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Cryptochromes and neuronal-activity markers colocalize in the retina of migratory birds during magnetic orientation

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Mouritsen_2004.pdf
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Zitation

Mouritsen, H., Janssen-Bienhold, U., Liedvogel, M., Feenders, G., Stalleicken, J., Dirks, P., et al. (2004). Cryptochromes and neuronal-activity markers colocalize in the retina of migratory birds during magnetic orientation. Proceedings of the National Academy of Sciences of the United States of America, 101(39), 14294-14299. doi:10.1073/pnas.0405968101.


Zitierlink: http://hdl.handle.net/11858/00-001M-0000-0028-7C83-9
Zusammenfassung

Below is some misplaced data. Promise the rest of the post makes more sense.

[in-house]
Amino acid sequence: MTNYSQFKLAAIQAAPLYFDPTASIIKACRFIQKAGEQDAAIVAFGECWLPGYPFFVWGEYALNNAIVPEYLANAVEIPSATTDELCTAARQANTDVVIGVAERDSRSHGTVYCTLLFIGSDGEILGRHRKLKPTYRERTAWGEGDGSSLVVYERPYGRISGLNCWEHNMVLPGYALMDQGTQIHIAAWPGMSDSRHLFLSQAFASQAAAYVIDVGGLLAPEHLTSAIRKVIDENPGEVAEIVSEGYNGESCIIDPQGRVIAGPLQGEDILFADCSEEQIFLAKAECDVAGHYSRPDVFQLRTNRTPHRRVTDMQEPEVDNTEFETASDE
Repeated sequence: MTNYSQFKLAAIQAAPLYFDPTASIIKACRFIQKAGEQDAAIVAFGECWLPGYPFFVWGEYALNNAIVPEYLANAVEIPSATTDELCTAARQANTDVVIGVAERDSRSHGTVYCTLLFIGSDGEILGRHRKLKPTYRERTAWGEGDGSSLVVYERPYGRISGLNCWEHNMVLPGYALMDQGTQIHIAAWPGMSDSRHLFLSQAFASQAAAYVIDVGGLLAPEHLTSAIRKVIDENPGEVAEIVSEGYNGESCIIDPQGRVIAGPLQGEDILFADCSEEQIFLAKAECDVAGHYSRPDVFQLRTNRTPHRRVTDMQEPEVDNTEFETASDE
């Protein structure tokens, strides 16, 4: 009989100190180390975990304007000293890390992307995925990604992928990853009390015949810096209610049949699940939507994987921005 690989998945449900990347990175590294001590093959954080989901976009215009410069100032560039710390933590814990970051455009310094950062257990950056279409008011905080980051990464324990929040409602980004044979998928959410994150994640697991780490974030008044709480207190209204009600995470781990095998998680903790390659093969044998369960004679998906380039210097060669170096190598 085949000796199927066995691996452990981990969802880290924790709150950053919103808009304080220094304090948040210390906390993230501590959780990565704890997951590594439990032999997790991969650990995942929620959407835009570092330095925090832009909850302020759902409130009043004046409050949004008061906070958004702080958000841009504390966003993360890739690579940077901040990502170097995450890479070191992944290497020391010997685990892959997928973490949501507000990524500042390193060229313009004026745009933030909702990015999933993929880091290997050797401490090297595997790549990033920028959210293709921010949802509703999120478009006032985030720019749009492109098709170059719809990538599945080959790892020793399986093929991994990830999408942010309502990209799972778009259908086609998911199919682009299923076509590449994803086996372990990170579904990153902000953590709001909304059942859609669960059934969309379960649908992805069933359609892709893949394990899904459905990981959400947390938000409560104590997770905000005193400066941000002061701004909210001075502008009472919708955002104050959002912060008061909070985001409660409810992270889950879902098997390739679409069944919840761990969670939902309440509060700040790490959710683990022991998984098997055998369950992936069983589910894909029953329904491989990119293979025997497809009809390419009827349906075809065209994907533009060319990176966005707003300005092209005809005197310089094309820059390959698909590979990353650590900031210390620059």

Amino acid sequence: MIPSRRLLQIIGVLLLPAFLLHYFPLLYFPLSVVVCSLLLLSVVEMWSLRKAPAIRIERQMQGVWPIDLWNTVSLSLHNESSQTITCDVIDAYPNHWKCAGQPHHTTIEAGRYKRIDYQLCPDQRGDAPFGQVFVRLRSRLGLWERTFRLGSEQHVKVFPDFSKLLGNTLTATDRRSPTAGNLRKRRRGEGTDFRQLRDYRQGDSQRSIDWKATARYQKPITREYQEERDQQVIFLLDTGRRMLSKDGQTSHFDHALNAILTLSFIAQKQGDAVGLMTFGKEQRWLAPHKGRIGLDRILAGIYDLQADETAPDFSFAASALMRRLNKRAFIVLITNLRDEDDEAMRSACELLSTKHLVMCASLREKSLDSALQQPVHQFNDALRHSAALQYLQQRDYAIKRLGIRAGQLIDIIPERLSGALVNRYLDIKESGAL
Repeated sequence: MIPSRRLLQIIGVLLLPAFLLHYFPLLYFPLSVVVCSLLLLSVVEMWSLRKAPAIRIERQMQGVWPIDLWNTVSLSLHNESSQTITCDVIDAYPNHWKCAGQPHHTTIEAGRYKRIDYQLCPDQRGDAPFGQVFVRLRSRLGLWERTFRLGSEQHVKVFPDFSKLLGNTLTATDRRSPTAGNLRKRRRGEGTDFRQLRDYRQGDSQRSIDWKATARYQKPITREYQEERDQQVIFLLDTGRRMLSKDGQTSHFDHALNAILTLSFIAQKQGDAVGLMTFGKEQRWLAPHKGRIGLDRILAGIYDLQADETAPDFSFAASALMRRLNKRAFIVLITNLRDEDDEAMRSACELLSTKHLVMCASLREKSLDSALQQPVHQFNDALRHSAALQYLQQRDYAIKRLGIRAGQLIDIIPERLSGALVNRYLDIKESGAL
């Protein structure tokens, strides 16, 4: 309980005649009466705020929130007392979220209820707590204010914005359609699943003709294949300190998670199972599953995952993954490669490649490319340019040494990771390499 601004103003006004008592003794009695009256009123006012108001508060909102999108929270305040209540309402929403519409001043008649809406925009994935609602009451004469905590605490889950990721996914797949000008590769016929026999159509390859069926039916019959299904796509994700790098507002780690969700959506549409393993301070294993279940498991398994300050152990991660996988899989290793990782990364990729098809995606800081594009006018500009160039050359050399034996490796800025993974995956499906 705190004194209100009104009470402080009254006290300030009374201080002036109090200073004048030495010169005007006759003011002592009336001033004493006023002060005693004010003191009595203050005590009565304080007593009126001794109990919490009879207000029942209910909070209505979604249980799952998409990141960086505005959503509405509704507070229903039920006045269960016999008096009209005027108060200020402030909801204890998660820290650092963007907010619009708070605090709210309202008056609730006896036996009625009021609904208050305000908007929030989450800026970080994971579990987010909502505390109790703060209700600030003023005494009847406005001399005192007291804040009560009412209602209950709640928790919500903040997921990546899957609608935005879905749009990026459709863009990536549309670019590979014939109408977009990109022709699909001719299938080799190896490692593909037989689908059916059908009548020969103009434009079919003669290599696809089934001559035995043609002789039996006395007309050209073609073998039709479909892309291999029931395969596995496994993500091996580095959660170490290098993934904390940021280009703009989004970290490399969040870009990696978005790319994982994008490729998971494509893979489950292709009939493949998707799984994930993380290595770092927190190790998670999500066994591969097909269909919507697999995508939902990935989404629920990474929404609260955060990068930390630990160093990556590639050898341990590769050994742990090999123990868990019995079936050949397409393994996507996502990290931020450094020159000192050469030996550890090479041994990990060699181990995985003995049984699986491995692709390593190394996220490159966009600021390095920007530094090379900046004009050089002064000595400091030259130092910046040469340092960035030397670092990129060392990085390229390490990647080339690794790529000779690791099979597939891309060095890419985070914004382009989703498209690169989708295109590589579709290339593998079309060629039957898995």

Migratory birds can use a magnetic compass for orientation during their migratory journeys covering thousands of kilometers. But how do they sense the reference direction provided by the Earth’s magnetic field? Behavioral evidence and theoretical considerations have suggested that radical-pair processes in differently oriented, light-sensitive molecules of the retina could enable migratory birds to perceive the magnetic field as visual patterns. The cryptochromes (CRYs) have been suggested as the most likely candidate class of molecules, but do CRYs exist in the retina of migratory birds? Here, we show that at least one CRY1 and one CRY2 exist in the retina of migratory garden warblers and that garden-warbler CRY1 (gwCRY1) is cytosolic. We also show that gwCRY1 is concentrated in specific cells, particularly in ganglion cells and in large displaced ganglion cells, which also showed high levels of neuronal activity at night, when our garden warblers performed magnetic orientation. In addition, there seem to be striking differences in CRY1 expression between migratory and nonmigratory songbirds at night. The difference in CRY1 expression between migrants and nonmigrants is particularly pronounced in the large displaced ganglion cells known to project exclusively to a brain area where magnetically sensitive neurons have been reported. Consequently, cytosolic gwCRY1 is well placed to possibly be the primary magnetic-sensory molecule required for light-mediated magnetoreception.